Faith schools are maintained schools which follow the National Curriculum, have fully qualified staff, are inspected by Ofsted, have a governing body conforming to a standart model and should promote community cohesion(Teachernet,2011). Faith-based schools in England and Wales have been existed since Middle Ages. The Church of England and the Catholic Church founded first schools in England and Wales in 16th century to make education more obtainable for children from all social classes and family backgounds. Chadwick(2001).
According to Parker-Jenkins,Hartas,Irving(2005), after the Industrial Revolution,in 19th century, it was apparent that faith schools were not able to provide a worthy educated worforce for the country. As a result, government began to provide not only financial support for faith schools, but also created a new form of universal education – “Board Schools”. Nowadays, one third of all maintained schools in England are faith schools (Teachernet, 2011). Recent survey, which was carried out among Londoners showed that 44% of them said they believe that all faith schools should be banned(Smith,2011).
Likewise, in 1980s the Labor party was against religious schools, because they increased religious, racial and cultural divisiveness. However, such policy was changed by the influence of number of reasons. The HRA said, “… the State shall respect the right of parents to ensure… education and teaching is in conformity with their own religious and philosophical convictions”(HRA, 1998). Likewise, Tony Blair’s religious enthusiasm also affected on British educational system, especially for faith schools (Jackson, 2004). Accordingly, many arguments for and against faith schools have been criticized throughout Britain.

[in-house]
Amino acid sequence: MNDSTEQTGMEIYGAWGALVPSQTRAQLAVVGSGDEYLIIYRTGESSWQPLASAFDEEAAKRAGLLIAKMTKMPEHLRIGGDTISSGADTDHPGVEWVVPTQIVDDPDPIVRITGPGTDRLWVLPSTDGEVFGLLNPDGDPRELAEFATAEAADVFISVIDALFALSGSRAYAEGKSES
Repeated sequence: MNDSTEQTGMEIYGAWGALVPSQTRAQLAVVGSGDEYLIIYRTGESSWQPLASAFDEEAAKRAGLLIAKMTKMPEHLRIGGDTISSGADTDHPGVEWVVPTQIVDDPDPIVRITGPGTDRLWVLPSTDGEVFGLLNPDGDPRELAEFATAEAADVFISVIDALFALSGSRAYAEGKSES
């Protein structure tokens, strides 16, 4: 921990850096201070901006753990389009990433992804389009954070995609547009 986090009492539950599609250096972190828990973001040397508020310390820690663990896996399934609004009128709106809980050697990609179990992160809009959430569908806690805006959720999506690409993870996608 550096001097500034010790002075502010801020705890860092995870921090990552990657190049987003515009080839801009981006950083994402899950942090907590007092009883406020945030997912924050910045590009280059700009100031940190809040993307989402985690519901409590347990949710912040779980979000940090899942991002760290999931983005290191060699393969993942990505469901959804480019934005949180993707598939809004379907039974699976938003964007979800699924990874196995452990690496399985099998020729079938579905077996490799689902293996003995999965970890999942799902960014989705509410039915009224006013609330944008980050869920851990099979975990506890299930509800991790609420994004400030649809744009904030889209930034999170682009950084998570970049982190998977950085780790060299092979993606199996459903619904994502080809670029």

Therefore, this essay attempts to investigate why faith-based schools should not be a compulsory part of British educational system focusing on the basis of pluralistic and democratic views. Divided into three parts, the essay will start with general viewpoints, which support faith schools and subsequently examine the counter arguments followed by the evaluations toward those anti-faith schools issues. Finally, the arguments against faith schools, which are based on the case of multiculturalism and pluralism will be evaluated and concluded.
On the one side, several reasons have been raised in opposition of banning faith schools. Firstly, it seems that students from faith schools produce brilliant examination results. The opponents of faith school teaching methodology claim that standard of teaching, pupils behavior and academic attainment are indeed higher at such schools(Jackson, 2004). Similarly, Feinberg (2006) implied that faith school used to offer a better quality of education. The reason of scholar advantage in faith schools is that a number of them, particulary Christian schools, are located in socially advantaged areas.
Therefore, children from upper class or upper middle class attend such schools. Moreover, faith schools seemed to be more attractive for highly qualified teachers in terms of worthy salary (Schagen et al , 2002). Secondly, faith schools provide secure and safe academic atmosphere. According to Judge (2002), most of faith-based schools in Britain provide locked doors, metal detectors and have police inside the building. Likewise, Purvis (2008), found that high safety level in faith schools was reached not only with help of technology and security, but also because of high-discipline in faith-based schools.